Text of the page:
Remote work has become a necessity for companies all across the world. As a result, there are thousands of team leaders and managers who find themselves suddenly managing a remote team.
The challenges of the new working pattern and of not being in one room together could be overcome by reviewing the company’s workflows. Here are a few strategies that worked for us as an organization in the remote work situation:
1. Ample Face time with co-workers and managers
It’s easier to follow moods and address mounting disappointments proactively in shared workspaces. People habitually scan faces and body postures to “read” reactions to things we say and do. So, employees are conditioned to pick up on cues through routine interactions with managers and co-workers. This is as true for constructive feedback as it is for friendly reassurance.
Implementing a company-wide policy that everyone is available for meetings and calls during their respective work hours sets the expectations from both managerial and employees perspectives. This helps overcome the challenges of miscommunication and daily scheduling in a remote environment making work-life smoother and more productive right from the beginning.
2. Identify and implement the right tools
An important aspect of successfully managing remote employees is to make all necessary tools easily accessible as needed. Remote employees need the same access to things utilized by onsite employees, which include (but are not limited to):
- Policy and procedure manuals
- Presentation templates and supplies
- Mail supplies and stationery
- Software programs from video-calling software to internal communication platforms
Using the right tools will solve many problems that come with managing the remote team
3. Communication is the key to foster connections
For managers, the challenge is to lead, inspire, and direct their team in their daily course of work, while being physically remote. Yet the most effective one-on-one calls aren’t just about monitoring productivity, it is about keeping remote employees motivated and engaged.
Ideally, regularly scheduled one-on-one calls – whether daily, weekly or biweekly – can help a manager:
- Determine if the employee is doing well overall.
- Work with the staff member to identify and eliminate bottlenecks.
- Discuss plans for the employee’s professional development.
- Answer a range of questions relevant to the employee.
- Setting up small, cross-functional teams with clear objectives and a common purpose to keep everyone on the same strategic course.
4. Instilling a caring ethos
Empathy is crucial, as companies transition to the new normal. It’s important to acknowledge that some employees may be facing other pressures at home, including caring for their children when schools are shut, leading to feelings of isolation and insecurity. Business leaders need to respect and address these additional needs.
Inclusion is the ultimate form of empathy - Offering a way to connect, promote inclusiveness, and create a sense of community in a void of physical interaction can spur motivation. Connecting on a personal level and instilling empathy within the culture when working remotely will make the employees feel valued and foster a deeper professional relationship.
5. Finding a new routine
When we have systematic habits, we often find ourselves less stressed, less overwhelmed, and more likely to reach our goals. In a time full of change and uncertainty, creating a work-from-home routine will produce a sense of stability in the team. Remote working risks disrupting the office-based flows and rhythms and it can be easy to hit the wrong note or miss important virtual meetings due to packed schedules. Spending time with the team addressing the nuts and bolts of how you will work together, cover the daily rhythm, individual constraints, and specific norms one will commit to will create a powerful remote team.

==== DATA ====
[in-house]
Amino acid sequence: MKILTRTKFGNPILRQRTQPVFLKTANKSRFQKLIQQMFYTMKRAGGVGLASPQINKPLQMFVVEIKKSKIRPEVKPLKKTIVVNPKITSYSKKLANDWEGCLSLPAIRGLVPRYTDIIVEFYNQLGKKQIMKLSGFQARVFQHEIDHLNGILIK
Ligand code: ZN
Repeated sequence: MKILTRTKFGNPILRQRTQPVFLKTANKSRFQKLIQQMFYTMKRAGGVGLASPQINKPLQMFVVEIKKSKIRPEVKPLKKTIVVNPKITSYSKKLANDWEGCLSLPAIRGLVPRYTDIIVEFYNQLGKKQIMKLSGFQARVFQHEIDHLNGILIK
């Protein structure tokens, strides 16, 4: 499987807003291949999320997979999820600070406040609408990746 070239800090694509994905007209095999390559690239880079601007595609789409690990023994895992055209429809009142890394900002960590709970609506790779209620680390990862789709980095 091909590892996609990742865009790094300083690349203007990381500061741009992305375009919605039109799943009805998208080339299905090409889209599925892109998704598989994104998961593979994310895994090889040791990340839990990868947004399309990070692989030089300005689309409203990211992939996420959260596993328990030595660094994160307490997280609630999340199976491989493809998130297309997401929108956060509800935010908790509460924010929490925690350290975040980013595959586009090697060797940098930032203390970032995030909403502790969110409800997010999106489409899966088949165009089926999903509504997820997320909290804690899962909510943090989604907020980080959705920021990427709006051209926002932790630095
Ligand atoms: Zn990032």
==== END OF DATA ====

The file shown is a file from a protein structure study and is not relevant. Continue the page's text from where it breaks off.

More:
6. Taking security seriously
Security concerns add a layer of complexity to the technological side of remote working and can have serious consequences, in particular when employees are not aware of safe practices or switch to unauthorized tools to get their work done. Doing it right requires giving employees the tools they need to be productive while managing data confidentiality and access.
These mechanisms will allow an organization to address the issue:
- Establishing a confidentiality culture
- Mandating awareness training,
- Limiting data access to a need-to-know basis.
The major reason why employees choose to work remotely is flexibility. Giving employees the flexibility and benefit of the doubt is a good way to encourage honesty, truthfulness and also loyalty towards the company.
Understanding that the team has a lot going on but setting the expectation that it’s not an excuse for not getting things done, but a reason to reconsider what productivity means is good for the team in the long run. The best method is to trust your team and give them the freedom and flexibility to get work done on the schedule that helps them be the most productive.
8. Art of appreciation
Time and again, studies have shown the benefit of positive reinforcement. Many people who work remotely feel lonely and underappreciated. The lack of human interaction and all that comes with it, special events, birthdays, small celebrations, etc. is missing from a remote team. Appreciating an employee and celebrating their and the company’s milestones have massive psychological benefits. Not only does it foster a sense of belonging but it makes the team feel valued, respected and appreciated.
To summarise, managing a remote team is no easy task, however, following these tips will help create a framework to build a remote team management strategy. All that’s ultimately required is patience, respect, and communication.
What do you think? Do share your thoughts. We would like to hear them.
HR Head, CtrlS and Cloud4C